Should you buy an investment property through a trust?

Should you buy an investment property through a trust?
Should you buy an investment property through a trust?

Question:

My husband and I are considering buying our first investment property. Given the current economic climate, is now a good time to be investing in property? Secondly, we are thinking of buying the property through a trust my husband set up as part of his self-managed super fund – what are your thoughts?

Answer:

While there never seems to be an ideal time for investing in property, the number one rule is to try and take the emotion out of the process. This is easier said than done; however, here are some suggestions that may help you and other readers in achieving “emotion-free property investment nirvana”. Remember that property by and large is a safe long-term investment but it does move in cycles and the more you understand these cycles (both local and national) the better.

  • Remember that property by and large is a safe long-term investment but it does move in cycles and the more you understand these cycles (both local and national) the better.
    • Are you looking to own investment property for a regular income stream or leverage it for long-term capital gain? My suggestion would be the latter.
    • Find the right deal – the competitive lending landscape is making now an ideal time to look for a deal, but you need to do your research.
      • Adopt the right attitudinal mindset and look at the bigger picture. If you do you’ll see that the currently low interest rates and strong rental demand are both welcome factors for property investors.
        • Create a “buffer” to help you fund the property in difficult times.

        I would argue that right now is not a bad time to consider investing in property, you just need to buy in the right geographic area where the cycle is more on your side than against you. However, you and your partner need to ask yourselves one further question: do you feel confident with your decision? For example, if a tenant moves on and the property lies vacant for a number of weeks, will the short-term loss of income create a significant problem? If not, I would say you are ready to take the plunge.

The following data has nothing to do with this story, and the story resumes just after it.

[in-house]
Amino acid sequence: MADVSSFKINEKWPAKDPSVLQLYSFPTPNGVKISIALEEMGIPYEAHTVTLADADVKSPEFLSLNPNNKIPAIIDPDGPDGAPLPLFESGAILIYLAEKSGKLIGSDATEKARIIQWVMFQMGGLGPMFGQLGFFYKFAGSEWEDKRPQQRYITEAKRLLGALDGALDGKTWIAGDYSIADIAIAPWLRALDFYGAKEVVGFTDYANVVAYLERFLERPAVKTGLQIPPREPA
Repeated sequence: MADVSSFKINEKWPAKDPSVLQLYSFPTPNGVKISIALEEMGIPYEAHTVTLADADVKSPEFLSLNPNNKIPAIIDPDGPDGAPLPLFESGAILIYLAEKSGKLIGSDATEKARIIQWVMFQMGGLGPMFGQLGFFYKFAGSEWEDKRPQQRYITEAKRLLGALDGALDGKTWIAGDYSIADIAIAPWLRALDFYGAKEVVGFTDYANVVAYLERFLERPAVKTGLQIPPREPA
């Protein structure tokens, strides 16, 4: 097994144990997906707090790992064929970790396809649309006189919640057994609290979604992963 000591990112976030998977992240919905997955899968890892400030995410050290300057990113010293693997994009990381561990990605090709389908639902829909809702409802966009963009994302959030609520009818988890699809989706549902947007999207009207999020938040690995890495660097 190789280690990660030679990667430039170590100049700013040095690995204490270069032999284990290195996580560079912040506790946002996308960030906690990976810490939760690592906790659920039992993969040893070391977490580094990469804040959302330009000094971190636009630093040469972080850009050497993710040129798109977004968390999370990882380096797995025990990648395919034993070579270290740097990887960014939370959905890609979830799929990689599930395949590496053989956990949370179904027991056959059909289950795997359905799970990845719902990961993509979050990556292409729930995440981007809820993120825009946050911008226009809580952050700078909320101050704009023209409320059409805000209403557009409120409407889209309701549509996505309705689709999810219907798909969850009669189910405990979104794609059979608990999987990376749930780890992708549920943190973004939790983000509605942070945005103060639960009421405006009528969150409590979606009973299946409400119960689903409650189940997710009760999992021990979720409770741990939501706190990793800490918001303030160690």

Whether you should own the property through your husband’s trust or in your own name depends very much on your specific circumstances. There is certainly no “one size fits all” approach, and you should speak to a specialist who can advise you on the advantages versus the disadvantages (and there are some subtle nuances through asset ownership in a trust) before making your decision.

        In general, there are three broad benefits of owning a property through a trust structure.

        1.       Income generation It is critical to have a properly drafted deed based on your circumstances (i.e., you must have a reasonable expectation that your investment will recoup your costs and make a profit, in other words the rent you receive over time will become greater than your expenses).

        2.       Asset protection Trust law has, as part of its central core, the fundamental principal that ownership is by the trust and beneficiaries or unit holders (in most trusts) don't have a right or ownership to the underlying assets of the trust. This can be beneficial in the event of litigious circumstances.

        3.       Estate planning Trusts can be useful tools when looking at estate planning needs. In essence, a trust is a structure whereby the "family" can control its assets for the benefit of the family now and in the future, passing on assets from generation to generation and in many instances without incurring stamp duty or capital gain tax.

        In conclusion, buying through a trust mechanism, as part of a self-managed super fund, is an excellent way of long-term wealth generation, asset protection and passing on assets within the family. However, it's absolutely imperative that your accountant has the right trust deed in place from the outset and knows how to use and manage the trust moving forward as non-compliance is invariably what causes problems further down the track.

         I wish you luck.

        Ken

        Ken Raiss is a certified accountant and director of Chan & Naylor national accounting firm. Ken’s experience lies in working with large publically listed multi-national companies, which gives Ken excellent insight into international market trends. Ken specialises in educating “mum and dad” property investors and small business owners with advice on wealth creation, asset protection, taxation, superannuation and compliance.

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